Iwata stressed the charm of the area, saying: “Here in Ochanomizu, you can see a variety of instruments at one time by visiting the multitude of stores. That is why Ochanomizu is so highly regarded both in Japan and abroad.”

The Yomiuri Shimbun
Ryudo Uzaki shares his memories of the area near Ochanomizu Station.

Developing as a music area

Ryudo Uzaki, 77, a popular musician and Meiji University graduate, became passionate about playing jazz because of a trumpet he bought at a store near Ochanomizu Station when he was a member of a music club at university.

“In the 1960s, there were not yet many music stores in Ochanomizu, but there were cafes featuring jazz and classical music,” he recalled about his student days. “The area already had the feel of a music town.”

At the time, he did not have equipment to record and reproduce melodies, so he frequented the jazz cafe, each time requesting many music pieces, and frantically transcribing them onto sheet music.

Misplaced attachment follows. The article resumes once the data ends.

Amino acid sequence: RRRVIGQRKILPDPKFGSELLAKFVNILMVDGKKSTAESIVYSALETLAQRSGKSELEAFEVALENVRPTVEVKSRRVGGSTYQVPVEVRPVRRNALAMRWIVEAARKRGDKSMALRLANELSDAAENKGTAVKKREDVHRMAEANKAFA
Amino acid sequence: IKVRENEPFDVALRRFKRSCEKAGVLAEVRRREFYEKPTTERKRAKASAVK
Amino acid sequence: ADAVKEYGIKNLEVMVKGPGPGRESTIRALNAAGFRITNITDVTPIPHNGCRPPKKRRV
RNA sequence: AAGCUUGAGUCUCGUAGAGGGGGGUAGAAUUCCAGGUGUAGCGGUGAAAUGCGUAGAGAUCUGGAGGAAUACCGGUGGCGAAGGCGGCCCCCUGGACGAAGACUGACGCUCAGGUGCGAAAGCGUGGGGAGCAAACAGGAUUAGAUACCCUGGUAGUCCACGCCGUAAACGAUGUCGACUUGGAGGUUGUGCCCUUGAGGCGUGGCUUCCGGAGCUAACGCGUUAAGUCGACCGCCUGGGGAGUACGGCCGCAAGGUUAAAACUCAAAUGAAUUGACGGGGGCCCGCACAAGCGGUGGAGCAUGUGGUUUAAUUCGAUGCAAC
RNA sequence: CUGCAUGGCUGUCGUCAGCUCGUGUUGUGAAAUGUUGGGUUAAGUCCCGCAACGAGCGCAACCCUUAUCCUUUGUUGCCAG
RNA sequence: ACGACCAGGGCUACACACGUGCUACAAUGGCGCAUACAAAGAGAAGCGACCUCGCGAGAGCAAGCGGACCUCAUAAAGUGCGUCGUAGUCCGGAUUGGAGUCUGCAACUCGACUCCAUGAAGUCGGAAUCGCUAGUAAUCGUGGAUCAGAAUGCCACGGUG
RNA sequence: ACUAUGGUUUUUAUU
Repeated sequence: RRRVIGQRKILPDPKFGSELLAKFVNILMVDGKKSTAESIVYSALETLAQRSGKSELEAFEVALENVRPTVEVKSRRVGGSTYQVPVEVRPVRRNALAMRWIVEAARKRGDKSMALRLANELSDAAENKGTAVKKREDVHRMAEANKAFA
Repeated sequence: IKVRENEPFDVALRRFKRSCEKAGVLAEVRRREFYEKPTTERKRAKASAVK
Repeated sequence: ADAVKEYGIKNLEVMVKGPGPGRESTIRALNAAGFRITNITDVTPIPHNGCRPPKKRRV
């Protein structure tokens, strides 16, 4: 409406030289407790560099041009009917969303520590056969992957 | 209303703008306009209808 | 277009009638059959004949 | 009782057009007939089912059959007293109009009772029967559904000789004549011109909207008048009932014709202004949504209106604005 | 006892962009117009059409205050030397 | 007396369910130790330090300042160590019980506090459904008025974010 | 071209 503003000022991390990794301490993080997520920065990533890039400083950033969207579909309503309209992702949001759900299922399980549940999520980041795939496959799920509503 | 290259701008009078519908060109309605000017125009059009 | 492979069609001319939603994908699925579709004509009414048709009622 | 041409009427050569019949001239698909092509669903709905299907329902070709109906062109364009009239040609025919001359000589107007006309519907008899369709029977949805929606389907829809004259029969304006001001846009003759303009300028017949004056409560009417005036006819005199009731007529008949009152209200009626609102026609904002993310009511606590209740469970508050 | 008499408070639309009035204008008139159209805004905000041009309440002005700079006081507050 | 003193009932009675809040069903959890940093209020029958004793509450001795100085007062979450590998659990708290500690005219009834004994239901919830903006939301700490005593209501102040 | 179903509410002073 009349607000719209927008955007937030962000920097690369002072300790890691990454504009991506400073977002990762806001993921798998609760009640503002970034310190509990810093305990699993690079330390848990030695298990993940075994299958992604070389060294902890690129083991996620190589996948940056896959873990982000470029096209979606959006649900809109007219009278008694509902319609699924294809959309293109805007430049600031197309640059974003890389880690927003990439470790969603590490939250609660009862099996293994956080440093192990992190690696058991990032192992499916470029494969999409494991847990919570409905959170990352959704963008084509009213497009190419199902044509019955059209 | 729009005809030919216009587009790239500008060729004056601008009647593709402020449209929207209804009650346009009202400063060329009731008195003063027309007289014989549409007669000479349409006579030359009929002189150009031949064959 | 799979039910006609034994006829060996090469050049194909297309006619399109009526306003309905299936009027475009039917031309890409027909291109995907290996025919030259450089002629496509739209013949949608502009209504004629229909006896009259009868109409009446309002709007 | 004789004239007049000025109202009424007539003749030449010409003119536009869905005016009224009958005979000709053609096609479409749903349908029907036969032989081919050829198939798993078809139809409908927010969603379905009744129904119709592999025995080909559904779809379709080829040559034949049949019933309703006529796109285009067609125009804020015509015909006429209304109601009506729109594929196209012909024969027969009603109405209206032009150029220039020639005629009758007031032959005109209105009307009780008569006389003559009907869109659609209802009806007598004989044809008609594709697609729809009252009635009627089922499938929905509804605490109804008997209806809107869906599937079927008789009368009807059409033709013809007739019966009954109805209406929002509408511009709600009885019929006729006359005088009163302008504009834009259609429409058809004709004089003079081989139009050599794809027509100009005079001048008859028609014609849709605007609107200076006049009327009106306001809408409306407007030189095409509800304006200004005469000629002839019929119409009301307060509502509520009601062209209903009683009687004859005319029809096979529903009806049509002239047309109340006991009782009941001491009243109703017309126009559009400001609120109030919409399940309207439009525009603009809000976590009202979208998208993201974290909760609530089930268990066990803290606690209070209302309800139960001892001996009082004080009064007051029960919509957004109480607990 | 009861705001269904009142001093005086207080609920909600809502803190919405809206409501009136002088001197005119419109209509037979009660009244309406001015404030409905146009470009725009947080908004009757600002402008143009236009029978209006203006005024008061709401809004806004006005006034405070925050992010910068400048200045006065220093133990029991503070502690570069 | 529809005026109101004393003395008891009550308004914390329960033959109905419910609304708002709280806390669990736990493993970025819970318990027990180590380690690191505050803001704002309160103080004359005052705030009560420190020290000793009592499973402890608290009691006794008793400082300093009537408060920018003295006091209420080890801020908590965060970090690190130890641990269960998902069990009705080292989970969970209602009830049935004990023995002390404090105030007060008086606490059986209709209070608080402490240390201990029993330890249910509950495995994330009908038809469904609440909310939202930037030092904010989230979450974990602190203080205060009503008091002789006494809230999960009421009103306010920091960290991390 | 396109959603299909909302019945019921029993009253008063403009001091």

After becoming a professional musician, he did not have many opportunities to visit the area. However, after 2000, he became president of an alumni organization of the music club, and that led him to organize an annual jazz event at a hall of the university.

He has made efforts to promote the area through music, including being involved in the formation of a federation of local music stores and others.

“I want to make Ochanomizu like New Orleans, where we hear the sounds of guitars and trumpets everywhere,” he said with a smile from ear to ear.

The Yomiuri Shimbun
An area filled with music stores near JR Ochanomizu Station in Chiyoda Ward, Tokyo, attracts many visitors on March 19.